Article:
The Gothic revival has spread to domestic architecture, and the old, dreadfully-symmetrical brick and stuccoed house, and the hybrid Italian villa, make way for residential structures with gabled roofs, pointed arch windows, red tiles instead of dull-coloured slates, and attractive detail and ornamentation. In looking at such houses, one can hardly fail to be struck by the difference that may be effected by using the simplest materials—but using them with discrimination and taste. One architect may plan a house which will be plain to ugliness, the bricks laid in the most severe and commonplace fashion, and the outlines of the design—if design it can be called—devoid of any grace or variety. No projections to break up the dull flatness and give light and shade; no attempt to relieve the unmitigated square, hut-like appearance of the building. Another puts a pointed roof to his house, pierces it with pretty windows that have form without diminishing the light. He runs some courses of brick work round his building laid in diagonal or otherwise diversified lines. He places a porch at the entrance which has a touch of picturesqueness, and the result is a house that is pleasing to look upon, has at all events a suggestion of form and appearance, and all without any corresponding expense, because he has used his material with skill and taste.
In Birmingham we have seen how much may be done in this direction in various ways, especially in the matter of the Board Schools. When the building of these schools was commenced the firm of Martin and Chamberlain were selected as architects. They had to design comparatively cheap buildings, for anything like extravagance in the way of ornamentation would probably have provoked much hostility. Brick and wood had to be the chief materials employed, but by using these with device and taste good schools were produced from an art point of view, and which, in their way, are a little education to those who attend them.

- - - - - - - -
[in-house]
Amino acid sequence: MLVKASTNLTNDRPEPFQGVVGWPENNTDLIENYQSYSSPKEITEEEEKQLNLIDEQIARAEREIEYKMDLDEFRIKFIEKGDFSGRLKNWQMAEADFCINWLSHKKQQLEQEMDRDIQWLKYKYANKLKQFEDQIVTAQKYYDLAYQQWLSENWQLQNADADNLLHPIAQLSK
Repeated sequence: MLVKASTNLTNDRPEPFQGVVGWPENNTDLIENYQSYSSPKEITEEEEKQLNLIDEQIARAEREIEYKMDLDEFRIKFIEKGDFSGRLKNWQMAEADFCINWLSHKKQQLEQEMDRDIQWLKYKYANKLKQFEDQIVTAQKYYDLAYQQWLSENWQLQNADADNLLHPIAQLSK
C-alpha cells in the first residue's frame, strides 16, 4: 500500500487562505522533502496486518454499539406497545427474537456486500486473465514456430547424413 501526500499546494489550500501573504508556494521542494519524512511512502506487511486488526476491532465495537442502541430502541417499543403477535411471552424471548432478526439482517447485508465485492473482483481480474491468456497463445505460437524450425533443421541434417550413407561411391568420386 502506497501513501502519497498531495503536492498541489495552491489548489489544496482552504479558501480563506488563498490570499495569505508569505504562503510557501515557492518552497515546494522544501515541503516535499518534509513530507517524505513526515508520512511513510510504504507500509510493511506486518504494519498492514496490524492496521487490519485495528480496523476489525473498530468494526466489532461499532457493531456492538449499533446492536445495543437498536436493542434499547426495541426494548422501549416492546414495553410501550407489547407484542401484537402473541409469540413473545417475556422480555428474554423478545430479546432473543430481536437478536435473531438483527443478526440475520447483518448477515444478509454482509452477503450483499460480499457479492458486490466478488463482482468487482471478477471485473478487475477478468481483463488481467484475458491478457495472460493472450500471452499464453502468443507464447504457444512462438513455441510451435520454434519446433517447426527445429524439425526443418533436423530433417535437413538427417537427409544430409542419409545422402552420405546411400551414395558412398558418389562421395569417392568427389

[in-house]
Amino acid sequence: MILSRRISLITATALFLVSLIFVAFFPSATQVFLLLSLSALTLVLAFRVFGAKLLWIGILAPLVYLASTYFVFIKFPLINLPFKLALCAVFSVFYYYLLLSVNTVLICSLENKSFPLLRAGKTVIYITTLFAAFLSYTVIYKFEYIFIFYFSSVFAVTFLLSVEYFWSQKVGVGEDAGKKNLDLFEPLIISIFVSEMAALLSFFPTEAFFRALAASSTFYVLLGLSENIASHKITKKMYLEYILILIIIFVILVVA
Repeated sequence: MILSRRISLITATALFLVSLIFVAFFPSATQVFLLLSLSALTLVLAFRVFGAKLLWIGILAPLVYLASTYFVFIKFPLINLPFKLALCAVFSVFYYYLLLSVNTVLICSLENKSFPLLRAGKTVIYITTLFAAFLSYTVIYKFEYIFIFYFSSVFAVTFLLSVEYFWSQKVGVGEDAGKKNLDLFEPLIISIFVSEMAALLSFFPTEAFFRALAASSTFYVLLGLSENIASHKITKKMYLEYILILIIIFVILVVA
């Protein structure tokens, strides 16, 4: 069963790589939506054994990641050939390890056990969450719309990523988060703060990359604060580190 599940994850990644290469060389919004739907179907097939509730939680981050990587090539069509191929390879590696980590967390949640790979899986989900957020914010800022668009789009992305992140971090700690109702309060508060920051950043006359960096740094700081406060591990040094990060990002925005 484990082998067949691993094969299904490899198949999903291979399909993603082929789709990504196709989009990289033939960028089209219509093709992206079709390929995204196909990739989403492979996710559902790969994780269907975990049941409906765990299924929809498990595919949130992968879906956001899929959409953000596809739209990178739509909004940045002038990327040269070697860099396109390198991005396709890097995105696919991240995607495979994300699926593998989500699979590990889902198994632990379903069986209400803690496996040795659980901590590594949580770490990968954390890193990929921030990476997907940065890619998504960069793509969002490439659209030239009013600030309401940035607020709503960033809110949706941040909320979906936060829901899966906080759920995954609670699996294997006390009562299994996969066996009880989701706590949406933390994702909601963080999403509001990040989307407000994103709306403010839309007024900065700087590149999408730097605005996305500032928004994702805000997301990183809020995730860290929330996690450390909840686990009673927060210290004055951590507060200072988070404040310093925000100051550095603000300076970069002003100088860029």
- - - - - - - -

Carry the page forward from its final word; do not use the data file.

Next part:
Possibly there are still not a few among us who think that because there is an element of design and attractiveness in the appearance of these schools money has been needlessly expended. Such persons insist upon it that only ugliness can be really economical, and that the simplest ornamentation or beauty of form must mean superfluous cost. The number of those who take this narrow view is happily limited, and is becoming less owing to the improved and growing taste for art that has been unmistakeably manifest of late years.
I have been led into this trifling digression by speaking of the houses now built in that suburb of Birmingham inhabited by the wealthier classes. These residents are, as I have said, better educated than their fathers, and they have different notions as to how they should live and what sort of houses they should live in. They are not merely people who are beginning to prosper and have only just emerged from the chrysalis state of modern civilization, but are citizens who have been